ELKHORN, Wis. — A man was convicted Thursday of poisoning and suffocating his wife, who left behind a letter implicating him should she come to an "early demise."
Mark Jensen, 48, was found guilty of first-degree murder in the death of his wife, Julie Jensen, and faces a mandatory life prison sentence, with the judge to determine if he should ever be eligible for parole.
Mark Jensen stared dourly at the jurors as each concurred with the judgment. Bailiffs led him quietly out the side of the courtroom afterward.
Julie Jensen, 40, was found dead in her Pleasant Prairie home on Dec. 3, 1998, after being sick for a few days. Mark Jensen was charged with killing her in 2002, but legal wrangling over evidence repeatedly delayed the trial.
Letter implicated husband
The evidence included a letter she wrote implicating her husband of 14 years should anything happen to her, as well as her statements to police, a neighbor and her son's teacher that she suspected her husband was trying to kill her.
"I pray that I am wrong and nothing happens, but I am suspicious of Mark's suspicious behaviors and fear for my early demise," Julie Jensen wrote in the letter. She told the neighbor to give it to police only if she died.
Julie Jensen's four brothers spoke at a news conference afterward, thanking the jurors, law enforcement agents and witnesses who testified against Mark Jensen.
"The witnesses had to endure hardship and muster a lot of courage to come forward," Michael Griffin said, adding that he hoped the case would give hope to other victims of domestic violence.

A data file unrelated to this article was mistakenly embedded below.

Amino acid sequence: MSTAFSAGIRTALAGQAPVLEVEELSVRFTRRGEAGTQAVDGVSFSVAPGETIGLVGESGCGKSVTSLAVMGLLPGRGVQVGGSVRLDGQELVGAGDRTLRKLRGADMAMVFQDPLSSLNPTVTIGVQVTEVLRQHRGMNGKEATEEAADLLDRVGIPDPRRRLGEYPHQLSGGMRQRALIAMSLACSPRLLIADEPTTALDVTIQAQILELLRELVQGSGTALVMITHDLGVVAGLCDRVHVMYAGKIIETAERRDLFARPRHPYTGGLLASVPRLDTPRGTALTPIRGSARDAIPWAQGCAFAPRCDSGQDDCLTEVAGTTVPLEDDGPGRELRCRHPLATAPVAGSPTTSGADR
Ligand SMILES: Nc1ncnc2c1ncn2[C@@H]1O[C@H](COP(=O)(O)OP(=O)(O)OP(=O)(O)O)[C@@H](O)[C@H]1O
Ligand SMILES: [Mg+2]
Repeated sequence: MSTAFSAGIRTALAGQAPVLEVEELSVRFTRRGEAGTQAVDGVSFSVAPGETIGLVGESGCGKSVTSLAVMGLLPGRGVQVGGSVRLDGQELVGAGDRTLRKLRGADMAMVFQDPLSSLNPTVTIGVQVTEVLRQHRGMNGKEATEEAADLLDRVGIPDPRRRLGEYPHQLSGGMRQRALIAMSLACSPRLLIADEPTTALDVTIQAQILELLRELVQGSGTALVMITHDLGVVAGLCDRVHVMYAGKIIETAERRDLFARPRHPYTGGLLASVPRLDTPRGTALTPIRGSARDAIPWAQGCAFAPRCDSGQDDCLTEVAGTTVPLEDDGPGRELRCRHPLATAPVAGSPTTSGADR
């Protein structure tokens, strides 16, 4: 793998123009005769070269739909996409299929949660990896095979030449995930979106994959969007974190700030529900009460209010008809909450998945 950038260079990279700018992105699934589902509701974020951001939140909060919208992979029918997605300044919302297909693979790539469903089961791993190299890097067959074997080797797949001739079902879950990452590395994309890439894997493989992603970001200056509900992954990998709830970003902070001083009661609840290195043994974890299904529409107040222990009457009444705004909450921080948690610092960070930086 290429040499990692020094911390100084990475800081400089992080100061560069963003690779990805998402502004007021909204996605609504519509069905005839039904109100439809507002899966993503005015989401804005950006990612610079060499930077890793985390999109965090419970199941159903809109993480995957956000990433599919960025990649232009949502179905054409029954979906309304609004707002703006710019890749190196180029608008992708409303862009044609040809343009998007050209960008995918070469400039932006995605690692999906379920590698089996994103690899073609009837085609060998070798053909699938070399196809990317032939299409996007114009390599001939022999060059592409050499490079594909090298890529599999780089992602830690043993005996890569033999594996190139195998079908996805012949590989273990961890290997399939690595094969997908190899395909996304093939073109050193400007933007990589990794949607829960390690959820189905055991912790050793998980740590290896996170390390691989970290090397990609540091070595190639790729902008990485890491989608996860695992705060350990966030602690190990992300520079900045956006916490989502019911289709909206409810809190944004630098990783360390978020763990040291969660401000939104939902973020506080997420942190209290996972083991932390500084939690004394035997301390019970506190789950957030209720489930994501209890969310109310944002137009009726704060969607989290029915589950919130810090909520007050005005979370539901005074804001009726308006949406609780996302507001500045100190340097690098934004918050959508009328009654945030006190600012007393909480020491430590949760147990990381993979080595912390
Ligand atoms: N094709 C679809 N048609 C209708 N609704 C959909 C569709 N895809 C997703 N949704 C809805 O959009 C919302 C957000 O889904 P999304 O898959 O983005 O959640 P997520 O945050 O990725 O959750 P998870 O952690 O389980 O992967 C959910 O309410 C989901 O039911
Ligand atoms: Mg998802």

Jurors deliberated for about 32 hours over three days before reaching a verdict Thursday.
Pills, antifreeze, finally a pillow
In closing arguments, attorneys on each side had said there wasn't enough evidence supporting the other's theory about the way Julie Jensen died.
Prosecutor Robert Jambois said Mark Jensen plotted to kill his wife, searching the Internet for information on ethylene glycol — commonly used as antifreeze — and then giving her sleeping pills and making her drink juice spiked with the toxic chemical.
When Julie Jensen's health appeared to improve, her husband pushed her face in a pillow and suffocated her, Jambois claimed.
Defense attorney Craig Albee said the prosecution's case relied on questionable witnesses — jail inmates, a poison expert who made a crucial mistake and witnesses whose memories had faded after nearly a decade. Albee called experts to prove his claim that Julie Jensen was depressed and committed suicide. In closing arguments, attorneys on each side had said there wasn't enough evidence supporting the other's theory about the way Julie Jensen died.
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